Gasol: Gasol has been a consistent force inside for the Lakers throughout the playoffs, averaging 18.2 points and 11.3 rebounds on 57 percent shooting. He shot better than 50 percent in every game of the conference finals against Denver, and with Ariza providing more of an offensive threat, Gasol could be the biggest matchup issue for Orlando. He averaged 3.5 assists per game in the conference finals, and he is the Lakers' leading shot blocker in the playoffs, averaging 2.0 blocks per game. Against the Magic in the Lakers' two regular-season losses, Gasol averaged only 12 points and eight rebounds on 9-for-22 shooting. With his production so far in the playoffs, expect more of the Lakers' offense to run through him in the post.
Howard: He's growing into a legend of his own, thanks largely to his huge effort in games and his 70 percent free throw shooting against Cleveland. His 40-point, 14-board effort in Game 6 ranks up there with LeBron James' and Bryant's best playoff games this postseason. But like Boston, L.A. has players who matchup with him much better than the guys on Cleveland's roster. It's extremely important for Howard to show that he can score with ease on any of the Lakers' defenders, thus forcing them to either double (and open up Orlando's 3-point attack) or allow Howard to keep racking up buckets either in the paint or at the line. Orlando's offense diminishes greatly when he's not able to open up their shooters.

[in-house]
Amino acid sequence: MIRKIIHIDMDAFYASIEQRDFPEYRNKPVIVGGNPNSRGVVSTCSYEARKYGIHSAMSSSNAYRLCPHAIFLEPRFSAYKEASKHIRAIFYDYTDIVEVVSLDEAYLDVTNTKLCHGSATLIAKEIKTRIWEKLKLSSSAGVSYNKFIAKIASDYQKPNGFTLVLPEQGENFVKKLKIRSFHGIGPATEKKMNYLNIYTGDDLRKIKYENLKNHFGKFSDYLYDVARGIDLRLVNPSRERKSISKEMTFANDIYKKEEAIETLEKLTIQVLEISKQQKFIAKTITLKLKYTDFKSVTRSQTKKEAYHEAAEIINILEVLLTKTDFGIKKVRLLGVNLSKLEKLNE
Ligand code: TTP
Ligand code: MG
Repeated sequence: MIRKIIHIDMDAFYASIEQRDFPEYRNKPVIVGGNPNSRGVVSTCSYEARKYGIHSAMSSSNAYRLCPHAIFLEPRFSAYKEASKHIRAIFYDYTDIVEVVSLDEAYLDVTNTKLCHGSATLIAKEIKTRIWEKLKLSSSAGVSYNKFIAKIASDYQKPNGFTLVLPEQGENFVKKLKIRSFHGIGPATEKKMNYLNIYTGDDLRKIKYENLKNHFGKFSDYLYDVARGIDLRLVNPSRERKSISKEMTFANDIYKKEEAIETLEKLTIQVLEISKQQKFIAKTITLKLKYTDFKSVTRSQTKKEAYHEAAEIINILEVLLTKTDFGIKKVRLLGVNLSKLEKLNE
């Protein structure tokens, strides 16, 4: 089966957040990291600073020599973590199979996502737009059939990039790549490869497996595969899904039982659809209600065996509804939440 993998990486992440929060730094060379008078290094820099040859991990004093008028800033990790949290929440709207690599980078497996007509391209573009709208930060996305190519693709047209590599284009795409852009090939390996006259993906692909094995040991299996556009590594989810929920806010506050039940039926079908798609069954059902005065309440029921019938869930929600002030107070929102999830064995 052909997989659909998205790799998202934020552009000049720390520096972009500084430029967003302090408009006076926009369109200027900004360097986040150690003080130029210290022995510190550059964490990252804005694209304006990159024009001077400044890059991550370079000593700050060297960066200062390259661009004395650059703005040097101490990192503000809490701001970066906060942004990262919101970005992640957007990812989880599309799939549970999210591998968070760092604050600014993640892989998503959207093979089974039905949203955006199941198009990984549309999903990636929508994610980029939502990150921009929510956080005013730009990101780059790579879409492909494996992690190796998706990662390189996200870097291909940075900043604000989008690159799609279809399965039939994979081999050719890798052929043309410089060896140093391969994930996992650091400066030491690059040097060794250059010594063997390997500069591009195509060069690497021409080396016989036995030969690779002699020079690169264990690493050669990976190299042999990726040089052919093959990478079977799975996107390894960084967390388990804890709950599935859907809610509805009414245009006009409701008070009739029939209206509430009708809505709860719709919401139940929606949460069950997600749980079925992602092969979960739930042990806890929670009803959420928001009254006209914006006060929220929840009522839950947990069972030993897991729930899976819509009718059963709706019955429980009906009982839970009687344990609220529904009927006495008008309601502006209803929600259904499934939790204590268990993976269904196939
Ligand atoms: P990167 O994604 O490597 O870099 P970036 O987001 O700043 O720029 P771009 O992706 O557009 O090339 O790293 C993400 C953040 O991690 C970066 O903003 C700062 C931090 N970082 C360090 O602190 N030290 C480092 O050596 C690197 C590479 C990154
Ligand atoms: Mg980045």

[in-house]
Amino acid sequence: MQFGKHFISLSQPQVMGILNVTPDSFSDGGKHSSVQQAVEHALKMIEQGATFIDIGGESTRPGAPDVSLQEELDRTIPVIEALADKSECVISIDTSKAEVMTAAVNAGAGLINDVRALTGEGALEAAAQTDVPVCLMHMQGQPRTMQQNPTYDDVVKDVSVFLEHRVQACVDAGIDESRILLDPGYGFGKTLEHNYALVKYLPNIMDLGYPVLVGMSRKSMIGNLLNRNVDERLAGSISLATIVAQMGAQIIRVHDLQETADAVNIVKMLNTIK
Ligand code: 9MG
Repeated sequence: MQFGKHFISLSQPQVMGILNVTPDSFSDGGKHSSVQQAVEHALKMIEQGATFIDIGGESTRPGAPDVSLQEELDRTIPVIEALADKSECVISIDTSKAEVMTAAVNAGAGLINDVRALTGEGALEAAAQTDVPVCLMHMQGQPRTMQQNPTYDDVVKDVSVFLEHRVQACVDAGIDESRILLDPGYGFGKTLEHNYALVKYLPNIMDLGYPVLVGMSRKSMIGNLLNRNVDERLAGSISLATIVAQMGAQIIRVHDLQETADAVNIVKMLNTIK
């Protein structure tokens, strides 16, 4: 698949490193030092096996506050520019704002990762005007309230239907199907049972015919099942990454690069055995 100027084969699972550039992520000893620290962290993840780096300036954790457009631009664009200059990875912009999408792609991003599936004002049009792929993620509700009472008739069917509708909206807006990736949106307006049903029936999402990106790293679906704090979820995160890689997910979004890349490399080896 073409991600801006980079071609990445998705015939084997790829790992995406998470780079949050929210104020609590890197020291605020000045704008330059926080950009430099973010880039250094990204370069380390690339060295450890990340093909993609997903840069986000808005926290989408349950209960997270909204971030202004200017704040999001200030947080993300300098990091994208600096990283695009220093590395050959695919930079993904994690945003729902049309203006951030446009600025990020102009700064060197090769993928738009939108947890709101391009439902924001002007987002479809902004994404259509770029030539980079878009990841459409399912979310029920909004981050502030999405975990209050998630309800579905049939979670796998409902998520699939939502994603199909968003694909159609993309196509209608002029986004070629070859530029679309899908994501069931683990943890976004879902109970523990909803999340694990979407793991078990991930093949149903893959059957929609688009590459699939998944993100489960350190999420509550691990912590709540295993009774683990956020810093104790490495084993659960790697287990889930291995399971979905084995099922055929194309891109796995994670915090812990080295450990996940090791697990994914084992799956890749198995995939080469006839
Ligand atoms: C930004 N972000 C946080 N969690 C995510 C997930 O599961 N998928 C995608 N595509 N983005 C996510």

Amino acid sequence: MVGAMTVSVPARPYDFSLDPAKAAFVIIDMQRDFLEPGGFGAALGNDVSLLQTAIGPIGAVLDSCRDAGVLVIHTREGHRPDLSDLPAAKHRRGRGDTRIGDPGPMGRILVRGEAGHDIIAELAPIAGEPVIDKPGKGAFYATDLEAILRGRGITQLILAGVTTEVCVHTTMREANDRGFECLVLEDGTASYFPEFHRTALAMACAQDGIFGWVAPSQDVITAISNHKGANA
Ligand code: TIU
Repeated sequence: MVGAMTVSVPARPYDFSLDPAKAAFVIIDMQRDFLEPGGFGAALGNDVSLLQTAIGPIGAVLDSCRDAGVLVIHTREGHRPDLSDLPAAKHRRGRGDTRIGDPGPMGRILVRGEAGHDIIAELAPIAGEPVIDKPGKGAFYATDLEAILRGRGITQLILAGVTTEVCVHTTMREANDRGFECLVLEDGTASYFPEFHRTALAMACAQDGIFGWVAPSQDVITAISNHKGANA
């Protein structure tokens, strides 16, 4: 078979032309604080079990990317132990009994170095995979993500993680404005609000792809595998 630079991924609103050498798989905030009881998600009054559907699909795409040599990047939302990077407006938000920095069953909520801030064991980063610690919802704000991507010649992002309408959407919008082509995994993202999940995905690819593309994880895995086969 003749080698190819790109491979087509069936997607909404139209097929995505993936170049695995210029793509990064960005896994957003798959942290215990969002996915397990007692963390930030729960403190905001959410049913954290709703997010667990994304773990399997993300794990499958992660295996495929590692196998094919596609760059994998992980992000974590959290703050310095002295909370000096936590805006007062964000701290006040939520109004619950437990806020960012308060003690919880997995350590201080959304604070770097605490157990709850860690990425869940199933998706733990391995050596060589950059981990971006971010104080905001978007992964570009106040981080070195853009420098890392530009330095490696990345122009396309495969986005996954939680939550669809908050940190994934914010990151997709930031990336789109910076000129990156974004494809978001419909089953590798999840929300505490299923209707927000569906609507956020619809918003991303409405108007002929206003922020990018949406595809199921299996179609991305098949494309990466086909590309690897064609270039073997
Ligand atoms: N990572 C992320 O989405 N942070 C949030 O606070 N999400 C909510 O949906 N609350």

His presence on defense is just as important, though he will not be able to play a one-man zone against the Lakers. Icing Gasol and Bynum inside will hurt L.A'.s offense and will be a key to the series. Doing this allows the league's best defense to dictate where the shots are going to come from.
Bynum: As the Lakers have tried to work Bynum back into a rhythm in the playoffs, his offensive production has climbed from 5.0 points in the first round to 7.8 points per game in the conference finals against Denver. He has played only 17 minutes per game in the playoffs, but expect that to increase as the Lakers will need more defense, rebounding and shot blocking from him in this series. Bynum had three points and five fouls in just 12 minutes against Orlando on Dec. 20., and 14 points and just three rebounds in 33 minutes in the Lakers' Jan. 16 loss.
Pietrus: Pietrus keyed a huge bench advantage for Orlando against Cleveland with 13.8 ppg and 47.2 percent shooting from 3-point shooting. He's shooting with tons of confidence, but will also be another long body to use in chasing Kobe all game long. It's hard to envision Orlando winning without big contributions from Pietrus.
Anthony Johnson: Even though he scored little, Johnson has played beautifully, running the team and getting the ball where it needed to go. Picture-perfect veteran leadership off the bench.
Gortat: He's been stunningly good this postseason, starting with his excellent effort in place of Howard in their Game 6 closeout in Philly. He holds the fort down in the 10 or so minutes he plays, and can break out with important buckets, rebounds and blocks if the Lakers' big men relax at all when Howard is out.
J.J. Redick: Barely played against Cleveland, but may get more of a chance in this series as the Lakers play some guys with which he matches up better. He proved to be a gritty defender against Ray Allen, and might get a look or two against Kobe.
Tony Battie: A strong and physical post guy that should see more time in this series, thanks to L.A.'s ability to play big with Gasol and Bynum. He's solid on defense and the boards.